This study analyzes over 100 camps for Haiti’s internally displaced persons (IDPs), a random sample of one in eight of the 861 in the Port-au-Prince metropolitan area. Despite the billions in aid pledged to Haiti, most of the estimated 1.5 million IDPs are living in substandard conditions. For example, seven months following the earthquake, 40 percent of IDP camps did not have access to water, and 30 percent did not have toilets of any kind. Only a fifth of camps have education, health care, or psycho-social facilities on site. Services in the camps vary quite significantly according to a range of factors. Camps in Cité Soleil have almost no services, while those in Pétion-Ville are better managed. Smaller camps, with 100 or fewer families, have demonstrably fewer services. Camps situated on private land – 71 percent of the sample – are significantly worse off than those on public land. These conditions were prime breeding ground for the cholera epidemic, which as of the submission of the article claimed more than 1,700 lives. This article ends with recommendations to improve the quality of life within the camps.
Shrinking humanitarian space describes the situation where the changing nature of armed conflict and the geopolitical shifts, particularly since 9/11, combine to inhibit the provision of humanitarian assistance. By conflating unproven assumptions about unrelated challenges under this single heading, humanitarian organizations have generated an unnecessarily gloomy outlook on future prospects for their security and access. There is no conclusive evidence that humanitarian space is declining over time; the blurring of boundaries between humanitarianism and other international responses to conflict often does more good than harm; and in seeking to maximize security and access, emphasis should be focused on practical strategies rather than simply on the reassertion of traditional humanitarian principles.
Religious organizations are increasingly visible in development and humanitarian aid, something which has been reflected in the emergence of a new strand of research, focusing on these organizations and their involvement in the provision of development and humanitarian aid. However, most of this literature centers on individual organizations, and there is a lack of systematic information about larger numbers of organizations: What distinguishes them from other organizations? What characterises them as a group? And does it even make sense to consider them as a group?
Juvenile justice is a fundamental component of criminal justice systems and a critical element of successful international development models. The Convention on the Rights of the Child establishes international standards for the treatment of children, including children in contact with law. This mandate is supplemented by juvenile justice provisions in signatory states around the globe. In post-conflict societies, however, juvenile justice efforts must often compete for scarce government resources. In Iraq in particular, the development of the juvenile justice system has encountered systemic challenges as the country has transitioned from continuous conflict and totalitarian rule to democracy and the rule of law. Based in part on the author’s first hand experience working with juvenile justice institutions in Baghdad, this article examines the state of Iraqi juvenile justice, past and present, and offers a strategy for the future of juvenile justice administration in Iraq.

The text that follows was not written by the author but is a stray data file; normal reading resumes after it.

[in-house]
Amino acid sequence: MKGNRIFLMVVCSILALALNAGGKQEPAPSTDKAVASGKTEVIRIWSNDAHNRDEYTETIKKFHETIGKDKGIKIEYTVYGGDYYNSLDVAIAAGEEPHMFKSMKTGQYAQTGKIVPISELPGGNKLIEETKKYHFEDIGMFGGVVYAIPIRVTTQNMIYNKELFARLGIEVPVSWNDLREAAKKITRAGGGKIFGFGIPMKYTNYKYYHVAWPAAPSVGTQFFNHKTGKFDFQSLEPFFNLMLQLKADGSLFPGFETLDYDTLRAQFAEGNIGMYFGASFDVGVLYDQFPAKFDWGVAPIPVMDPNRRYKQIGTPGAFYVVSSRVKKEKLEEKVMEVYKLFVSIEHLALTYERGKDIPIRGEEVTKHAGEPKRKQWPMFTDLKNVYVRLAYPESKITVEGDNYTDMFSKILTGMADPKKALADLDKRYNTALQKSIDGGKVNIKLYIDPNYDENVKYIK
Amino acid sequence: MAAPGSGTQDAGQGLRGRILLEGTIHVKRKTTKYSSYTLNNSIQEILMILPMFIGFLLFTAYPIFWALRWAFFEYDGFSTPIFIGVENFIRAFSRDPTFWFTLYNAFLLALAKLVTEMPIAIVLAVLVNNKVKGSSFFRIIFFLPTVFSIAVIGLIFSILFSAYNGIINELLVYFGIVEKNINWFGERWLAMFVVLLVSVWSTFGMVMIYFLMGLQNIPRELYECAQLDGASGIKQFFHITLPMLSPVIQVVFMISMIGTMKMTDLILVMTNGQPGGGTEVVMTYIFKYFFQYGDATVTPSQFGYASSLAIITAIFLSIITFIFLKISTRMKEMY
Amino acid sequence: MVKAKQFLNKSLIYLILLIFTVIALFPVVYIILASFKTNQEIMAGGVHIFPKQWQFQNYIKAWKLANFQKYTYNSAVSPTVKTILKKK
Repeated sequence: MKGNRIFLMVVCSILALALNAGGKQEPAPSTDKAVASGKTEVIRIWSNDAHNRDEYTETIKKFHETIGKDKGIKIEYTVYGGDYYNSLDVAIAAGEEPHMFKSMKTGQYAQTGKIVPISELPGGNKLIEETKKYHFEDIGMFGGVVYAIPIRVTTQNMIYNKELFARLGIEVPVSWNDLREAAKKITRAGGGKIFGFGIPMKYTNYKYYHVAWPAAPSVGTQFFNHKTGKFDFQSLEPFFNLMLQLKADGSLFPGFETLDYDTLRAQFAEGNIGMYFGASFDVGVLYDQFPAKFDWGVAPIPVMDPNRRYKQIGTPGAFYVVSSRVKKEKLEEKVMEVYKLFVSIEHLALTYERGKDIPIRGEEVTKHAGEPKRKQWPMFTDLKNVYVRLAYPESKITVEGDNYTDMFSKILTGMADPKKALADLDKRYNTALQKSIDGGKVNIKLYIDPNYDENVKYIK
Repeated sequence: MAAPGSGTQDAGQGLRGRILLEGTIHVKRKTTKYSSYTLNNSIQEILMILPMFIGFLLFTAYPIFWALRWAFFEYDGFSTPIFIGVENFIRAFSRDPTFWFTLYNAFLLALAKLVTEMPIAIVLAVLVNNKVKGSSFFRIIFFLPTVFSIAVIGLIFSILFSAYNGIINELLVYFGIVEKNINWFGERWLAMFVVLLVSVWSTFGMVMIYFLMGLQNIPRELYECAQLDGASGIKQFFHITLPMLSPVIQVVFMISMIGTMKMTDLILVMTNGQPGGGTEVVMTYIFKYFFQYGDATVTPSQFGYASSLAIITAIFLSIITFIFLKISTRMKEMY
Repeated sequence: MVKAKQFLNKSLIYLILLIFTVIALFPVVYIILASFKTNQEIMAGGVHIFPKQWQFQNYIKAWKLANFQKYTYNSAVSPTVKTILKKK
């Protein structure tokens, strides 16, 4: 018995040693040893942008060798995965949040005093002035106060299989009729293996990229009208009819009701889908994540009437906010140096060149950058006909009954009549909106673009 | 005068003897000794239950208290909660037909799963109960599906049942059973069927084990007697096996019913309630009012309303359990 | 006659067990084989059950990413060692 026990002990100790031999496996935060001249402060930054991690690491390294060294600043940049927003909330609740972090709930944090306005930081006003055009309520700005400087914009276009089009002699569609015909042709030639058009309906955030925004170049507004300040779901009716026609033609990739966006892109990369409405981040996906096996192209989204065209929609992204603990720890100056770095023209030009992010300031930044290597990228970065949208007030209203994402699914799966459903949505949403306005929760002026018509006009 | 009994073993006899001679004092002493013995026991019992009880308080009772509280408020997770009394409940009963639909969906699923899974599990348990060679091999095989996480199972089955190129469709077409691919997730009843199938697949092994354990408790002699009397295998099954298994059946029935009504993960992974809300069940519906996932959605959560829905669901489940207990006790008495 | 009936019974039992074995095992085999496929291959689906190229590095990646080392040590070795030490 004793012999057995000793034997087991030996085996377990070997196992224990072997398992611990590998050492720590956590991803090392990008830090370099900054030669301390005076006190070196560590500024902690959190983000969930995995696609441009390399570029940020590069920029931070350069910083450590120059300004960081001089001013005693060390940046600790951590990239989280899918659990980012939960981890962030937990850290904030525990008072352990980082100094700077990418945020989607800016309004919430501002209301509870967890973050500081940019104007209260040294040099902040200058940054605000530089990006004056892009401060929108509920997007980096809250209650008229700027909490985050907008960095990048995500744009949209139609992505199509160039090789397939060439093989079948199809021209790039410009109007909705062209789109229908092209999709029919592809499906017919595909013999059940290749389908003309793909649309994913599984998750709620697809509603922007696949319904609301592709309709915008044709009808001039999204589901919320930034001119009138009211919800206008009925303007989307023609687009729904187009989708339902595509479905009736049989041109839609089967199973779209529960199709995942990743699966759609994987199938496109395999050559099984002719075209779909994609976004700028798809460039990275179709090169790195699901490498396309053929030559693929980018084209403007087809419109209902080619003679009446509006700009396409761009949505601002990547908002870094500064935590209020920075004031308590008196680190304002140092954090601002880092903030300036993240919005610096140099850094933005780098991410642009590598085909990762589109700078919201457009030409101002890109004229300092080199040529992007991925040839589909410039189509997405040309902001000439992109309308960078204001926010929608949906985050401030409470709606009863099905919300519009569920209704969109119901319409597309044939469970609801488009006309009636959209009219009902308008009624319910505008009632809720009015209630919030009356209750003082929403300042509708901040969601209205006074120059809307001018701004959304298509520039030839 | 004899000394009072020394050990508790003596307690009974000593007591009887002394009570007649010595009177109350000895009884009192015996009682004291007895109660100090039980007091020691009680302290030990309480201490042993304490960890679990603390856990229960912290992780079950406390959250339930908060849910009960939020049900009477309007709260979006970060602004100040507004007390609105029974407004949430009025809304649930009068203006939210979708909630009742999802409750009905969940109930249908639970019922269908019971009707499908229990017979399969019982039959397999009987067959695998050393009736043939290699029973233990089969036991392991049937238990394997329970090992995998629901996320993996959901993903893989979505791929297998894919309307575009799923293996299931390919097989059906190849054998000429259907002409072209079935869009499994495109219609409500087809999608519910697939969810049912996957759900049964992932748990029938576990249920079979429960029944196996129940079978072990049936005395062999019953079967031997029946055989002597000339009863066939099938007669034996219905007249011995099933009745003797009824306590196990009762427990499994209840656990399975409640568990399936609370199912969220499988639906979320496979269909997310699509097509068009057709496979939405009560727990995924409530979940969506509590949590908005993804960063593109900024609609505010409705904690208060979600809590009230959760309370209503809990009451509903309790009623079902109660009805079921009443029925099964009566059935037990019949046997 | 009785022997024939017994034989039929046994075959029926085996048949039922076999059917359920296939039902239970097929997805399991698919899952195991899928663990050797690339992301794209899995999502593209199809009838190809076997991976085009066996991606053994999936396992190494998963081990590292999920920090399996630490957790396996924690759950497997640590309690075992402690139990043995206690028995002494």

The present article takes a critical look at the new humanitarian ideal and attempts to outline some of the predicaments the ‘new humanitarianism’ rhetoric is facing today. The first part of this paper gives a brief overview of classic and new humanitarianism, humanitarian practice and theory. The second part of the article takes Rwanda as a case study and examines some possible reasons for non-intervention by the international community during the unfolding tragedy in Rwanda in the spring and early summer of 1994. More precisely, it will explore three main views: indifference to what was happening in Rwanda; the psychological phenomenon of diffusion of responsibility and the slippery slope argument. The aim of this paper is to illustrate the pitfalls of humanitarianism, in a changing world, as well as encourage a re-conceptualization of humanitarianism, and of some of those indeterminate rules and ‘slippery’ concepts it is working with.